Methods for determining disease burden and calibrating national surveillance data in the United Kingdom: The second study of infectious intestinal disease in the community (IID2 study)

Sarah J. O'Brien, Greta Rait, Paul R. Hunter, James J. Gray, Frederick J. Bolton, David S. Tompkins, Jim McLauchlin, Louise H. Letley, Goutam K. Adak, John M. Cowden, Meirion R. Evans, Keith R. Neal, Gillian E. Smith, Brian Smyth, Clarence C. Tam, Laura C. Rodrigues

    Research output: Contribution to journalArticlepeer-review

    40 Citations (Scopus)


    Background. Infectious intestinal disease (IID), usually presenting as diarrhoea and vomiting, is frequently preventable. Though often mild and self-limiting, its commonness makes IID an important public health problem. In the mid 1990s around 1 in 5 people in England suffered from IID a year, costing around 0.75 billion. No routine information source describes the UK's current community burden of IID. We present here the methods for a study to determine rates and aetiology of IID in the community, presenting to primary care and recorded in national surveillance statistics. We will also outline methods to determine whether or not incidence has declined since the mid-1990s. Methods/design. The Second Study of Infectious Intestinal Disease in the Community (IID2 Study) comprises several separate but related studies. We use two methods to describe IID burden in the community - a retrospective telephone survey of self-reported illness and a prospective, all-age, population-based cohort study with weekly follow-up over a calendar year. Results from the two methods will be compared. To determine IID burden presenting to primary care we perform a prospective study of people presenting to their General Practitioner with symptoms of IID, in which we intervene in clinical and laboratory practice, and an audit of routine clinical and laboratory practice in primary care. We determine aetiology of IID using molecular methods for a wide range of gastrointestinal pathogens, in addition to conventional diagnostic microbiological techniques, and characterise isolates further through reference typing. Finally, we combine all our results to calibrate national surveillance data. Discussion. Researchers disagree about the best method(s) to ascertain disease burden. Our study will allow an evaluation of methods to determine the community burden of IID by comparing the different approaches to estimate IID incidence in its linked components.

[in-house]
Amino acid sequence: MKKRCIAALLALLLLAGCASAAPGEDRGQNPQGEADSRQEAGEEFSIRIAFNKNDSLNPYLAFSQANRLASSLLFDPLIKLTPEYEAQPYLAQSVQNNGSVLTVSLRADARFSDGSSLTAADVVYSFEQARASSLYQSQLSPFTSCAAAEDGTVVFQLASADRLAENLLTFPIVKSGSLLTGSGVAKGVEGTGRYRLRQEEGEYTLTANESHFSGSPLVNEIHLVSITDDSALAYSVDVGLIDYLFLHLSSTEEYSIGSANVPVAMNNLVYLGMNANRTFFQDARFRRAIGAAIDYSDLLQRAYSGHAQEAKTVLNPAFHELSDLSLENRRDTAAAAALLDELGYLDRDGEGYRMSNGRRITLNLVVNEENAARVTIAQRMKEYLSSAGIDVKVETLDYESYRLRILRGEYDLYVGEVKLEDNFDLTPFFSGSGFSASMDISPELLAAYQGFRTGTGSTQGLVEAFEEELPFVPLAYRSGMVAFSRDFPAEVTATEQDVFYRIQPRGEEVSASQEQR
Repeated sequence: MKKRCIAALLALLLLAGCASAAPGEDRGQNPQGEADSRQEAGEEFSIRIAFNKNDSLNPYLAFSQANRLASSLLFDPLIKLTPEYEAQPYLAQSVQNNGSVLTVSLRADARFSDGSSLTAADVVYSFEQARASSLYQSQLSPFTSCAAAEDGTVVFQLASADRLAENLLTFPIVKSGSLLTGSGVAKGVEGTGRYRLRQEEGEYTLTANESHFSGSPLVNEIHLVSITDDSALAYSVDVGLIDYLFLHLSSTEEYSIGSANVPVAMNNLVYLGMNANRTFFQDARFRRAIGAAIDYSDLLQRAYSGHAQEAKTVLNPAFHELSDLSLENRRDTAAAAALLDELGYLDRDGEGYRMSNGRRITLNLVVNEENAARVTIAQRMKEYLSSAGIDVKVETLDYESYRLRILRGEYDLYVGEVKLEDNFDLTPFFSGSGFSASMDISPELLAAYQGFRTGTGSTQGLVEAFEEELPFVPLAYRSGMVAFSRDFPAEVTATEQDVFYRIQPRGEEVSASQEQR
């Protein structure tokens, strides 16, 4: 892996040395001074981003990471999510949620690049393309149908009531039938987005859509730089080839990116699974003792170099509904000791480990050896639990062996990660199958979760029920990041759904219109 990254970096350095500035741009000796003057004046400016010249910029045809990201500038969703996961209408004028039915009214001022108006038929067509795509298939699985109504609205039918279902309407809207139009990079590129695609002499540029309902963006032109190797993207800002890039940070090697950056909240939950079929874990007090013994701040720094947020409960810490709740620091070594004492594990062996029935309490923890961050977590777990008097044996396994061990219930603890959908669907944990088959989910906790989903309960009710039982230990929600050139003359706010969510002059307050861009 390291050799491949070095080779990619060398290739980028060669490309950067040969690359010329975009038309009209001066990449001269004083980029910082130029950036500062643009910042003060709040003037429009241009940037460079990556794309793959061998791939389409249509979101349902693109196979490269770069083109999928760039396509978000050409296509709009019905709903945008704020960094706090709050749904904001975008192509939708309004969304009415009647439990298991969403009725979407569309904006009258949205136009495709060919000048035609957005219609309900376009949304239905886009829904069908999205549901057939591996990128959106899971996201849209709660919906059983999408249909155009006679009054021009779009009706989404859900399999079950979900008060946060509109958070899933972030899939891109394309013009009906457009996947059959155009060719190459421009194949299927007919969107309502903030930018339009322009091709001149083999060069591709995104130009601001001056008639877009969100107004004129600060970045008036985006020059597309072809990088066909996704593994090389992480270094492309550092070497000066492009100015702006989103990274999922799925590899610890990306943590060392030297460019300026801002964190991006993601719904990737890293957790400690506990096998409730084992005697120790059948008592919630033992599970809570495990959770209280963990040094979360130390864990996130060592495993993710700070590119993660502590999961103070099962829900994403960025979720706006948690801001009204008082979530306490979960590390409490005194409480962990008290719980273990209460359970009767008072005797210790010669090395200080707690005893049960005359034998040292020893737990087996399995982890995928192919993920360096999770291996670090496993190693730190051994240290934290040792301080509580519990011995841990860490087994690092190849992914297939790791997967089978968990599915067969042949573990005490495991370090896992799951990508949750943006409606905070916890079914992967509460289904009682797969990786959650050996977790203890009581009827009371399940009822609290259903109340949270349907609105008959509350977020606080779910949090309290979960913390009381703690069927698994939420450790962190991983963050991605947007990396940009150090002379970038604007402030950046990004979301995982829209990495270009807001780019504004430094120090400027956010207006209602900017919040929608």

Original languageEnglish
    Article number39
    JournalBMC Medical Research Methodology
    Publication statusPublished - 2010

    Bibliographical note

    Funding Information:
    We should like to thank the UK Food Standards Agency for funding the IID2 Study (Project B18021), Julie Dodds, Hansa Shah, Valerie Brueton and Vania Gay at the MRC General Practice Research Framework, Mike van der Es and Lisa Irvine at the University of East Anglia, Kathryn Jackson and Emma Dixon at the University of Manchester, Alan Ridge, Katherine Mather and Bernard Wood at the Health Protection Agency Regional Laboratory in Manchester, Fenella Hal-stead, Dalia Choudhury, Lisa Berry, Corine Amar, Ben Lopman and John Harris at the Health Protection Agency Centre for Infections, Laura Viviani, Suzanne St Rose and Julian Gardiner at the London School of Hygiene and Tropical Medicine, Shirley Large at NHS Direct, Paul Cook for chairing the IID2 Study Executive Committee and Gael O'Neill, our Project Officer at the Food Standard Agency. We should also like to thank all the participants, research nurses, practice staff, telephonists, laboratory, research and administrative staff who are taking part in the IID2 Study.


    Dive into the research topics of 'Methods for determining disease burden and calibrating national surveillance data in the United Kingdom: The second study of infectious intestinal disease in the community (IID2 study)'. Together they form a unique fingerprint.

    Cite this